|I was particularly impressed at how useful it would be for astronauts to conduct space operations and science on even a small asteroid as littler as five to seven meters across—taking the first steps toward space mining and utilization of space resources.|
Less way out, but still a big idea, is to think about altering the solar system for our convenience by moving celestial bodies. Why would we want to move an asteroid toward the Earth? The idea was sparked when the flexible path into the solar system was recommended as a policy for human spaceflight. As President Obama said, it is time to go beyond the Moon, the human achievement of a previous generation. He proposed missions to a near Earth asteroid (NEA), then to the orbit of Mars, and then on to Mars. But even the first step is very large: the trip times are several months, life support requirements are considerable, and the problem of identifying a suitable target is significant. A precursor step might be to just dip our toe into the ocean of interplanetary space: just getting beyond Earth orbit, for example to one of the gravitationally stable points known in celestial mechanics as Lagrange points. But there is no “there,” there. If this is to be a human spaceflight mission it should be a place for astronauts to do both science and practice space operations.
This leads to thinking that, if the astronauts cannot reach the mountain, why not bring the mountain to the astronauts? Amazingly enough, JPL studies, using reasonably-sized solar-electric low-thrust systems, show that moving hundreds of tons of asteroid to a Lagrange point may be feasible in robotic missions of five to seven years. A proposal was made to the Keck Institute for Space Studies (KISS) by John Brophy of JPL, Prof. Fred Culick of Caltech, and me to examine mission concepts in a small study and in workshops. To the surprise of most of the 30 participants, the first workshop increased our confidence and interest in the idea. I was particularly impressed at how useful it would be for astronauts to conduct space operations and science on even a small asteroid as littler as five to seven meters across—taking the first steps toward space mining and utilization of space resources. One novel idea we came up with is to exploit the astrodynamics of invariant manifolds in combination with low-thrust trajectories. Another was to take that small asteroid off a bigger asteroid (pushing a boulder off a rubble pile, for example). That way we would have a much wider choice of carefully selected objects to use as our target.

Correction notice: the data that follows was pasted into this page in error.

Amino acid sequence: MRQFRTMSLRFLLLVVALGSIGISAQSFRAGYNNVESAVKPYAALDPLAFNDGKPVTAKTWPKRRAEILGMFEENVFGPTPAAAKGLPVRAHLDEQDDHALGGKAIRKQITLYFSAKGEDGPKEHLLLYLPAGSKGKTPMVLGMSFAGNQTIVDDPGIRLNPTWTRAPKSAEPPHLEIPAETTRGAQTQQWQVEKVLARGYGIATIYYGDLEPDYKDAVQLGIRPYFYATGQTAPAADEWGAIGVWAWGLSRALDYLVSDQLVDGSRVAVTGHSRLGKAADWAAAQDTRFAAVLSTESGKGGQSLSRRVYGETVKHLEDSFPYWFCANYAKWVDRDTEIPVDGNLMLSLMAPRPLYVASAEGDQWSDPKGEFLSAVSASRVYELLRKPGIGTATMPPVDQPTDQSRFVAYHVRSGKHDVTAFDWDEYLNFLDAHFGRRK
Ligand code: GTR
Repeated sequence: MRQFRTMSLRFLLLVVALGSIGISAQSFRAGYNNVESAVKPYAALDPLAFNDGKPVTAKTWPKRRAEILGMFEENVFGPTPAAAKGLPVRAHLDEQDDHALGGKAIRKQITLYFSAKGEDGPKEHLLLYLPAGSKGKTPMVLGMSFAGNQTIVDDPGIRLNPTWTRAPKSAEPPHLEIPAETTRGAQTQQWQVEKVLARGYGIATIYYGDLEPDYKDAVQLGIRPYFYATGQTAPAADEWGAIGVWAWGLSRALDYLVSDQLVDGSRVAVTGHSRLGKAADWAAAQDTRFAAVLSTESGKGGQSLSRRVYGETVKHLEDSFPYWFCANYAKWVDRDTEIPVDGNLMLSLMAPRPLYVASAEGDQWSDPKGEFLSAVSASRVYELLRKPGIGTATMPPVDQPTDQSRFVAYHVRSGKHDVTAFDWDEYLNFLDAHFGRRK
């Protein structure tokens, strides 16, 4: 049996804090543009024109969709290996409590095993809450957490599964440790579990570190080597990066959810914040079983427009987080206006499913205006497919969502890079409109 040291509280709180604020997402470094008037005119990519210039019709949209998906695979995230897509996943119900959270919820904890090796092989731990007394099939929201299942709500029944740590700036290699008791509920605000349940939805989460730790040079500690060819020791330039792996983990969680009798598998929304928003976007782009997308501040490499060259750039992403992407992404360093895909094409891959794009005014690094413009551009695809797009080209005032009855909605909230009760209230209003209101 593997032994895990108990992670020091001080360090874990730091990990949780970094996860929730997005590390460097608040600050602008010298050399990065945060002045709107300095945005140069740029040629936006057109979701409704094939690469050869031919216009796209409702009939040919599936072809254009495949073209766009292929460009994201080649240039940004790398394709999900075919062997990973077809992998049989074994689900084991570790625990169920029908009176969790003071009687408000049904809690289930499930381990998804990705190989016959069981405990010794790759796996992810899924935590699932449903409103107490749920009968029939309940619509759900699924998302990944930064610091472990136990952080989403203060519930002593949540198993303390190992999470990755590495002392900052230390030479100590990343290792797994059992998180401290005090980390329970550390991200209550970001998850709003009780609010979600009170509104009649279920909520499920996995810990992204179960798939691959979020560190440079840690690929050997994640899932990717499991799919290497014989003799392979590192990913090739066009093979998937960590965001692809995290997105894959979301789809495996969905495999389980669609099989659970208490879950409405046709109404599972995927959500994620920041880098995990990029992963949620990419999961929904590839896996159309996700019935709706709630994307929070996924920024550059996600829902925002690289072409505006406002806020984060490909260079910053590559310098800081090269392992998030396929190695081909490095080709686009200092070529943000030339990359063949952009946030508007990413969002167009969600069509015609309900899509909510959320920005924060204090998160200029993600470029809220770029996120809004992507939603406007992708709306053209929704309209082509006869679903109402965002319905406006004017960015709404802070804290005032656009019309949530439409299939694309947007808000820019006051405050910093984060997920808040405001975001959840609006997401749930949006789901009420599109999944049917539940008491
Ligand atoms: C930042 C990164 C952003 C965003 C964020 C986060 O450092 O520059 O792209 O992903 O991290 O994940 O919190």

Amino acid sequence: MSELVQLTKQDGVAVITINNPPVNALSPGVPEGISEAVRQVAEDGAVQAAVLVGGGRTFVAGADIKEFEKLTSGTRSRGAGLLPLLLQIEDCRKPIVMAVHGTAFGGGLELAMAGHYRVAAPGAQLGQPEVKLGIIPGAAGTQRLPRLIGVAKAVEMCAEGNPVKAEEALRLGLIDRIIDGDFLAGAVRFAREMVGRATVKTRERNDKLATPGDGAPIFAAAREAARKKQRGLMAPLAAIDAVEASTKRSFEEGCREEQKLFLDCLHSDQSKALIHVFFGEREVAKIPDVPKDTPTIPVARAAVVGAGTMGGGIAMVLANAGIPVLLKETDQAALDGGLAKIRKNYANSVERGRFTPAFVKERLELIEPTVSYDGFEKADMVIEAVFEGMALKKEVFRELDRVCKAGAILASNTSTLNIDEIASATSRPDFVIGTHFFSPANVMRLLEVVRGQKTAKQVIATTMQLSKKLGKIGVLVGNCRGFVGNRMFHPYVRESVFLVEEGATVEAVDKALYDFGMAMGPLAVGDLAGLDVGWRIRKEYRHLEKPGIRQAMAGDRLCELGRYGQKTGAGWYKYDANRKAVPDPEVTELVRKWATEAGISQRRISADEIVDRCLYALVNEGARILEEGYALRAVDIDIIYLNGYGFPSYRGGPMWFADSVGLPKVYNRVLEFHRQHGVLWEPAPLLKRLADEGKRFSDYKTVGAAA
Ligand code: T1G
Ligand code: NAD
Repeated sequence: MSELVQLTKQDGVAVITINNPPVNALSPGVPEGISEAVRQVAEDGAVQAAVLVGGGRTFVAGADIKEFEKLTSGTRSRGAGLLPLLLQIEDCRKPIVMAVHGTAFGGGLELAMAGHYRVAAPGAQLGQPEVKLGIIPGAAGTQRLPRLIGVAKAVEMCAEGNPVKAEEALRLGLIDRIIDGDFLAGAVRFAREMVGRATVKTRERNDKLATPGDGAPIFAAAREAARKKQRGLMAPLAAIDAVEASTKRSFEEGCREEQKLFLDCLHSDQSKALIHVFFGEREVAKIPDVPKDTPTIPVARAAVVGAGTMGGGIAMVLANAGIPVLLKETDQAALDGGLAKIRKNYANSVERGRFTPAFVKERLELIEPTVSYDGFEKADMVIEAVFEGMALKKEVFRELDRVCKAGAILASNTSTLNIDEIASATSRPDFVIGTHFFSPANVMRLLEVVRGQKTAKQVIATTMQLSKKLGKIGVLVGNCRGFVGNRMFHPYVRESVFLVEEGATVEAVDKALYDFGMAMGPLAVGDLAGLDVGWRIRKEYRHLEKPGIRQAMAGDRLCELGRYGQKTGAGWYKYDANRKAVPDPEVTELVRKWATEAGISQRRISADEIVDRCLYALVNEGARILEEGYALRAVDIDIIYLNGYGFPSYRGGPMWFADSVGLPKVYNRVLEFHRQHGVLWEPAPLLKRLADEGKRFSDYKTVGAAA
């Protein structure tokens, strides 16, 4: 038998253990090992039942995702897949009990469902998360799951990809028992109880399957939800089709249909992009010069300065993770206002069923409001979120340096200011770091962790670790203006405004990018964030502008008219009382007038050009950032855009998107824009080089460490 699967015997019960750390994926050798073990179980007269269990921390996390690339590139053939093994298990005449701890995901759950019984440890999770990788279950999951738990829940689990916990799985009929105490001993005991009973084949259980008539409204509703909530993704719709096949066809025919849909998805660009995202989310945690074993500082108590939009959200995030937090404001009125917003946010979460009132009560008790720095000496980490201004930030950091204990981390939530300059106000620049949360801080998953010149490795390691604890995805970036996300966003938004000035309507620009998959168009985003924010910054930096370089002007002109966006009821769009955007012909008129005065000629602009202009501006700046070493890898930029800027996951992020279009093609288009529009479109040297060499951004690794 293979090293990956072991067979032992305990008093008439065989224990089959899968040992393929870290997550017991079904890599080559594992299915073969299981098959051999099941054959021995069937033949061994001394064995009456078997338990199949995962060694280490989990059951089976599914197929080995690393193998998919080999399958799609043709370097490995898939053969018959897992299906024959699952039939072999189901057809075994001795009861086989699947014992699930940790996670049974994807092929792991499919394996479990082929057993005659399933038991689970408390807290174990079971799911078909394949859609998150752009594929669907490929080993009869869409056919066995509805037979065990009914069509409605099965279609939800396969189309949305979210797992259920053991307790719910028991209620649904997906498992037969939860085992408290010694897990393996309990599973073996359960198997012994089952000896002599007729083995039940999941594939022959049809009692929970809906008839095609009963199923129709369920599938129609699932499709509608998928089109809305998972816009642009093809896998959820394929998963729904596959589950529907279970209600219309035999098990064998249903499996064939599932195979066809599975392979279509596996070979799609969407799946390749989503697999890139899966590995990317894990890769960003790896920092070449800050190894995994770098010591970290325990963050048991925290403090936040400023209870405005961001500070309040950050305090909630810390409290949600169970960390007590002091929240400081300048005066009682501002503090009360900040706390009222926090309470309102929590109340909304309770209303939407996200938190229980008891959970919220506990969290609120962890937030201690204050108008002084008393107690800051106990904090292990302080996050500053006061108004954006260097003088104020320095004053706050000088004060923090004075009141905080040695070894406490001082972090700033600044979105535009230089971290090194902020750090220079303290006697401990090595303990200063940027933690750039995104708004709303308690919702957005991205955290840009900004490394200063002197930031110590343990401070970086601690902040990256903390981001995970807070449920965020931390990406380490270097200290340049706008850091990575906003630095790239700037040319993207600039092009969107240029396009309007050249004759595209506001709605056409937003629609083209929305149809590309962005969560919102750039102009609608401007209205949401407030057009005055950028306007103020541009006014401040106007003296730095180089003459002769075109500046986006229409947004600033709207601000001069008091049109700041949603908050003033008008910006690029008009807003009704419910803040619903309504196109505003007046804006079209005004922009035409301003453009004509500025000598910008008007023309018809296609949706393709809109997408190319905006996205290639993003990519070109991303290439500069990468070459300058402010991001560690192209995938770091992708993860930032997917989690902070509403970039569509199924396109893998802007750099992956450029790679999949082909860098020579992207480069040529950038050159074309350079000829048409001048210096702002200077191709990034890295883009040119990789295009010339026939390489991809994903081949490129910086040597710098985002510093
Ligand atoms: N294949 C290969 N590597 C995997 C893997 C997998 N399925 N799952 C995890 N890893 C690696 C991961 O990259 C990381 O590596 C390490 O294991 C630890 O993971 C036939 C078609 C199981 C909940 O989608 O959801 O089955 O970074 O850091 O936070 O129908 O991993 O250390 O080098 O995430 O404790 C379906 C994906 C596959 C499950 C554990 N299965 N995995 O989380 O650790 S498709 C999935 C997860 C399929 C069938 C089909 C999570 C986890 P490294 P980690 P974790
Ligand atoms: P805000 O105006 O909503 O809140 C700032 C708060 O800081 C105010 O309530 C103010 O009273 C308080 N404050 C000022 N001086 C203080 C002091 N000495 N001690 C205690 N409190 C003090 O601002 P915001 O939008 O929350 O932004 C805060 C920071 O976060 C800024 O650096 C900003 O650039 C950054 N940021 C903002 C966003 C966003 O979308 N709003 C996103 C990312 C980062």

One would think that idea of moving asteroids and creating an interstellar starship are unrelated, but during the 100YSS symposium, Dr. Joseph Breeden gave me a paper showing a clever way to put a binary asteroid on a close pass of the Sun and then have its smaller part end up on an interstellar trajectory.
Way out, to be sure, but these ideas are worth more consideration. We desperately need a path for humans and expanding our thinking may be the antidote to letting today’s problems and political constraints make us give up on ever sending humans anywhere. Both of these activities engage a new generation of space enthusiasts who may be able to figure it out.